How Suffering Benefits The Church Pt. 2 (Phil. 1:14b)

    I recently read a story of a Christian pastor in India who was beaten along side his congregation for preaching the gospel of Christ. Despite this, he vows to continue to preach the gospel saying, "Since I am working for the Lord, I have always prepared myself for any kind of eventuality, persecution, or danger. I am prepared to pay the price for serving my God." His name is Bengali Das.

   What an awesome statement by someone who has truly suffered for Jesus. When I read Bengali's story I cannot help but think if I would share in his same attitude. I question whether I am truly willing to suffer as Bengali did for preaching Christ? But, in saying that, reading Bengali's statement encourages me.

   We are looking at how suffering benefits the church for the second time. And I want to begin by saying that what happened to Bengali was not meaningless. I know to many it appears so, but when a follower of Christ suffers, it is benefitting to the church. To understand this, I want to continue to look at Paul and how is imprisonment was to the churches benefit and show you how it applies to us today.

   Paul wrote in Philippians 1:14, "And most of the brothers, having become confident in the Lord by my imprisonment, are much more bold to speak the word without fear." Look at what is underlined. It says "most of the brothers", which is a reference to the church, "by my imprisonment", meaning through his affliction at Mamertime prison, "are much more bold to speak the word without fear." So, as Paul suffered in Mamertime prison, the church became less hesitant and less fearful to proclaim the gospel. When they witnessed Paul suffer for the gospel, the church became more courageous and more daring to preach Christ. The church became less apprehensive to disobey man in order to obey God as they witnessed Paul's affliction. That was the effect Paul's suffering had on the church.

   As I marinated on this, my mind went to Acts 4, to Peter and John as they stood before the council. They boldly preached Christ before the religious leaders of their day and when told "not to speak or teach at all in the name of Jesus" (4:18), they boldly responded: "Whether it is right in the sight of God to listen to you rather than to God, you must judge, for we cannot but speak of what we have seen and heard" (4:19,20). Paul, Peter & John were all bold because of their confidence in Christ, and they were so confident about Jesus, they were willing to lose their lives if necessary. And as these men suffered, the body of Christ were encouraged to be all the more bold.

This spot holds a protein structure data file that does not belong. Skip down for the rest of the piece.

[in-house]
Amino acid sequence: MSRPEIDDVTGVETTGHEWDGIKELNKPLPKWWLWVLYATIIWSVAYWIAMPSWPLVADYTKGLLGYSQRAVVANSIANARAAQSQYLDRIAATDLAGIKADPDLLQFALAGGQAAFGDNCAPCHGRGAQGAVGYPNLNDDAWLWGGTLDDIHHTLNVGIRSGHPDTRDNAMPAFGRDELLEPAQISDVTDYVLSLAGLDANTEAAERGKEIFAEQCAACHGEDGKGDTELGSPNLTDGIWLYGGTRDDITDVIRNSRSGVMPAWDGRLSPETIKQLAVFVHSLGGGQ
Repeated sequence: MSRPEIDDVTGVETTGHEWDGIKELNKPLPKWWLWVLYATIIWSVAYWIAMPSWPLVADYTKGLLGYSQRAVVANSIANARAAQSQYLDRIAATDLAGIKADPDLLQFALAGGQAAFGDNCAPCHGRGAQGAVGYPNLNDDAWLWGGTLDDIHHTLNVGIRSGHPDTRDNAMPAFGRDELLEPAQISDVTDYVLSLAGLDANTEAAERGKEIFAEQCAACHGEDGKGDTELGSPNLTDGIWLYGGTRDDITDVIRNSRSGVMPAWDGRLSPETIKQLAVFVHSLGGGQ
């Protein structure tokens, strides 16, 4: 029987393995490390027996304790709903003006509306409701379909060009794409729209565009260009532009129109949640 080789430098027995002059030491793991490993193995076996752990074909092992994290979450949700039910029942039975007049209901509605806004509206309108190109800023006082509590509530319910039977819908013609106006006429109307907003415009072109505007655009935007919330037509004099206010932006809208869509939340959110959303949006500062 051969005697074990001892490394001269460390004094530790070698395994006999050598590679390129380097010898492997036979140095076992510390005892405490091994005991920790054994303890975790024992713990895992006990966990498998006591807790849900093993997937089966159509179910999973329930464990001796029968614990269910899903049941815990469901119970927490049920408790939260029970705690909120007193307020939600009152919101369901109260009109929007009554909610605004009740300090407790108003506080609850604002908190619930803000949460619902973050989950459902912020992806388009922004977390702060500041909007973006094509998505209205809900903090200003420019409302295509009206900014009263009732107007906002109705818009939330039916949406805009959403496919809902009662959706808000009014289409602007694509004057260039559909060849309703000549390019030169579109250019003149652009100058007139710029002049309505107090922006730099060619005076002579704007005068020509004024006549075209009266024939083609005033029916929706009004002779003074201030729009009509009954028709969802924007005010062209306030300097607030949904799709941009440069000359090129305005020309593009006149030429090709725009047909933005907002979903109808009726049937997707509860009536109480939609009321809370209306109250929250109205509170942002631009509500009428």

Look at Moses who boldly opposed Pharaoh. Look to Meshack, Shadrack & Abednego who boldly opposed Nebuchadnezzer and risk a fiery furnace. Daniel who boldly continued to pray and risk his life in a den of lions. Peter and Philip were crucified upside down. Bartholomew was skinned alive. Matthias, who replaced Judas as an apostle, was hacked to death. These men boldly risked their lives and some give their lives obeying God rather than man.

  These men risked their lives believing in the resurrection of Christ Jesus. When I see people willing to risk their life and lose their life for their faith, I cannot help but be all the more encouraged to be more courageous for Christ. The point I want to make to you is this: your suffering serves to make the church more "bold to speak the word without fear." John Chau, dying by spear attempting to get the gospel out to an isolated tribe, is not a meaningless death. God will and I believe is, using John's death to glorify His name, make the church more confident and bring boldness to the body of Christ. And I pray that the way you live your life makes the body of Christ more bold.

 

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